“Maria del Occidente," in Harper's Magazine for January, 1879, was a tribute to a then almost forgotten American author, Maria Gowan Brooks, whose poem, “Zophiel, or the Bride of Seven," had made a «profound impression upon Mrs. Gustafson's mind in childhood. She edited this poem, “ Zophiel," and caused it to be published in 1879. It was a labor of love, involving for its thorough completion a long and varied correspondence with Mrs. Brooks' American relatives, and with her English friends the Southeys and Coleridges.
Those who have read Mrs. Gustafson's short stories find in them the same delicate quality of imagination and the same freshness of spirit that characterize her poetry. “Laquelle" has a quiet charm; it is a bright, sprite-like creation of the uncertain twilight, subtle, attractive, surprising. “Karin," a Swedish sketch, is so full of action and deep feeling that Longfellow advised the author to dramatize it.
Mrs. Gustafson's residence in London, 1880-1889, brought her into delightful personal relations with the most remarkable men and women, not only of England, but of other countries-London being the great rendezvous of the world's choice spirits during some part of every year. Charles Reade, and the eccentric but brilliant R. H. Horne, were her special friends, as were also the late Philip Bourke Marston, the blind poet, and his poet friend, H. E. Clarke. Her breadth of mind and the liberality of her spirit are illustrated by the range of her varied personal associations, including eminent representatives in every field of social life, from the primate of England to the greatest exponent of Nihilism.
What Mrs. Gustafson and her husband, Axel Gustafson, saw in London of the horrors of intemperance, stirred in their hearts the impulse to a crusade against drink. The result was “The Foundation of Death: a Study of the Drink Question," written by them both, and pronounced by the ablest thinkers in all countries to be the most complete and effective and the best considered work ever published on that subject. Its sales in England and in South Africa, India, the far East and Australia, have been unprecedented for a work of this character. She is now in the very prime of intellectual vigor, and her more practical life of recent years has enriched and ripened the genius shown in her earlier work. Mrs. Gustafson was born in Middletown, Conn., March 9, 1841, but resides mostly in London.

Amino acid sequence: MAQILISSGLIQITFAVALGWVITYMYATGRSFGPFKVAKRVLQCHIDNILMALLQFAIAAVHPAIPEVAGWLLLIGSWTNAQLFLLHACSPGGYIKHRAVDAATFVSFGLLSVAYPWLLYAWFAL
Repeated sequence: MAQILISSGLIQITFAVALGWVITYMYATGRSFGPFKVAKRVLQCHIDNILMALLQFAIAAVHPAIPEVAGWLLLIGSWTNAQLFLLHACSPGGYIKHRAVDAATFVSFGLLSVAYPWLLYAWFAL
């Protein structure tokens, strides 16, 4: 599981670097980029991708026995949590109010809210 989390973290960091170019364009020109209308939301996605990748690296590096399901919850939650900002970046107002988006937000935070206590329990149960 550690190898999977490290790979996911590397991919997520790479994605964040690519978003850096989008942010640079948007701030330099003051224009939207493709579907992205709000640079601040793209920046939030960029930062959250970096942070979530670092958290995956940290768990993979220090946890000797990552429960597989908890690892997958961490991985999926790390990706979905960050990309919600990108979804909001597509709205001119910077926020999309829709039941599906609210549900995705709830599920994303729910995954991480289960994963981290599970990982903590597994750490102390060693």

L. H. D.
Uprose the British; in the shock
Reeled but an instant; then, Shoulder to shoulder, faced the foe,
And met their doom like men.
But one was there whose heart was torn
In a more awful strife;
And calm disdain of life,
Yet now, half turning from the fray,
Knee smiting against knee, He scanned the hills, if yet were left
An open way to flee.
Not for himself. His little son,
Scarce thirteen summers born, With hair that shone upon his brows
Like tassels of the corn,
And lips yet curled in that sweet pout
Shaped by the mother's breast, Stood by his side, and silently
To his brave father pressed.
The horse stood nigh; the father kissed
And tossed the boy astride. “Farewell!” he cried, “and for thy life,
That way, my darling, ride!”
KATIE, THE BELLE OF GLENCO'.
But she was not there: in her window
HAVE you ever seen Katie,
The belle of Glenco'?
That puzzle one so!
And long glossy hair,
Young man, if you dare!"
The youth of Glenco' were deeply in love With this dark-eyed, ensnaring coquette;
But she smiled and she frowned,
Tapped her foot on the ground, And then with a toss of her beautiful head At all the fine things her lover had said, She blushingly murmured, “Not yet.”
O beautiful Katie,
I pray you beware!
Ah! Katie, take care!
Young Robin Adair.
That was but yesterday, and it seems-
In the mellow dusk of the even
She stood by her blind mother's chair With her little hands meekly folded,
And her round arms dimpled and bare; And she spoke with a timid accent,
A shy and maidenly air,“I think I should like, dear mother,
To marry young Robin Adair."
We did not feel the sacred moments pass;
In the pale moonlight, by the well,
She stood with Robin Adair, And blossoms of purple and gold
Were looped in her braided hair. “I have been wayward and wild,"
She said with a womanly air. “But I repent of my pride;
And I love you, Robin Adair.”
IN THE GARDEN.
THERE are white lilies in the garden,
'Tis early morning, and receding night